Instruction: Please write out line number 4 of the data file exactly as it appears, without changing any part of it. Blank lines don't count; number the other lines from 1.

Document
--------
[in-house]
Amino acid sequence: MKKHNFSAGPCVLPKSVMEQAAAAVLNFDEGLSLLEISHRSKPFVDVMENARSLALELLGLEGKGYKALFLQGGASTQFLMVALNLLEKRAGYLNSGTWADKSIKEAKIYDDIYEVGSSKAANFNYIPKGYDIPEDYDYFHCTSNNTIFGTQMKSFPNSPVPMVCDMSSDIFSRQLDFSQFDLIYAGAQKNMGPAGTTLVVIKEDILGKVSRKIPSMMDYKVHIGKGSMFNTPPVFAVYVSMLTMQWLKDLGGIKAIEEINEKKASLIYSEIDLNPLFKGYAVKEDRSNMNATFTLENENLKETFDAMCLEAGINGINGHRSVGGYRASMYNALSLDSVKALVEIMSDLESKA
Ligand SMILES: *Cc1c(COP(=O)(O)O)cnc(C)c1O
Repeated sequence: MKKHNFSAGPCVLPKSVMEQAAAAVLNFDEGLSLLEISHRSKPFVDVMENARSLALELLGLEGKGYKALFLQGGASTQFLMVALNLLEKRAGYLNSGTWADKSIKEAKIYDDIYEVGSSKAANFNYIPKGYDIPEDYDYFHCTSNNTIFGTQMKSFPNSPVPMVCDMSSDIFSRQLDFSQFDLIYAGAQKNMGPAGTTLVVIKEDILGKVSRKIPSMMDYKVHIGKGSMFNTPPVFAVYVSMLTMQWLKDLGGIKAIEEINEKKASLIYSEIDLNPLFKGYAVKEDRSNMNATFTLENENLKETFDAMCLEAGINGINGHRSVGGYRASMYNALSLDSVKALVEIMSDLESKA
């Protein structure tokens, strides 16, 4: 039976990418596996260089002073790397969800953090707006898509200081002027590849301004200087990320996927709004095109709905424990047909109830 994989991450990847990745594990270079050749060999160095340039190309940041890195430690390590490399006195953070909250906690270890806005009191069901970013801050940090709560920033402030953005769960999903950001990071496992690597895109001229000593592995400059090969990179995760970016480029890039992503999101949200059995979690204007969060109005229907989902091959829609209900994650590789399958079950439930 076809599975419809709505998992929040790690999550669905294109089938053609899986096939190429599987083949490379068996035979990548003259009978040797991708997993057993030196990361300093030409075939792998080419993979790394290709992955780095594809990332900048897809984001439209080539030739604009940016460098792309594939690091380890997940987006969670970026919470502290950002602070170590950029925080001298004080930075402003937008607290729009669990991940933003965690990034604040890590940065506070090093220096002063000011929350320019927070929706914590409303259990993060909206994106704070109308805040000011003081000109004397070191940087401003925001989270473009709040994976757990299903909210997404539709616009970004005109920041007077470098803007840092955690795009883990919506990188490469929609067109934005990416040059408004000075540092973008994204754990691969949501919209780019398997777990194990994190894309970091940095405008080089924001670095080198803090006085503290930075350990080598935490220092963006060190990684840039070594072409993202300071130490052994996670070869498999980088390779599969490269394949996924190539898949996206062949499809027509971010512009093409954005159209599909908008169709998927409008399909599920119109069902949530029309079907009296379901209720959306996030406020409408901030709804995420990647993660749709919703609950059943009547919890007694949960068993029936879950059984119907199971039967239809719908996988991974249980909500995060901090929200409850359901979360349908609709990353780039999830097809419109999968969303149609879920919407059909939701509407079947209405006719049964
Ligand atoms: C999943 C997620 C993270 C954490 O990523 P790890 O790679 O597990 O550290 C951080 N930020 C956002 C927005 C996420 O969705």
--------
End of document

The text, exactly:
Repeated sequence: MKKHNFSAGPCVLPKSVMEQAAAAVLNFDEGLSLLEISHRSKPFVDVMENARSLALELLGLEGKGYKALFLQGGASTQFLMVALNLLEKRAGYLNSGTWADKSIKEAKIYDDIYEVGSSKAANFNYIPKGYDIPEDYDYFHCTSNNTIFGTQMKSFPNSPVPMVCDMSSDIFSRQLDFSQFDLIYAGAQKNMGPAGTTLVVIKEDILGKVSRKIPSMMDYKVHIGKGSMFNTPPVFAVYVSMLTMQWLKDLGGIKAIEEINEKKASLIYSEIDLNPLFKGYAVKEDRSNMNATFTLENENLKETFDAMCLEAGINGINGHRSVGGYRASMYNALSLDSVKALVEIMSDLESKA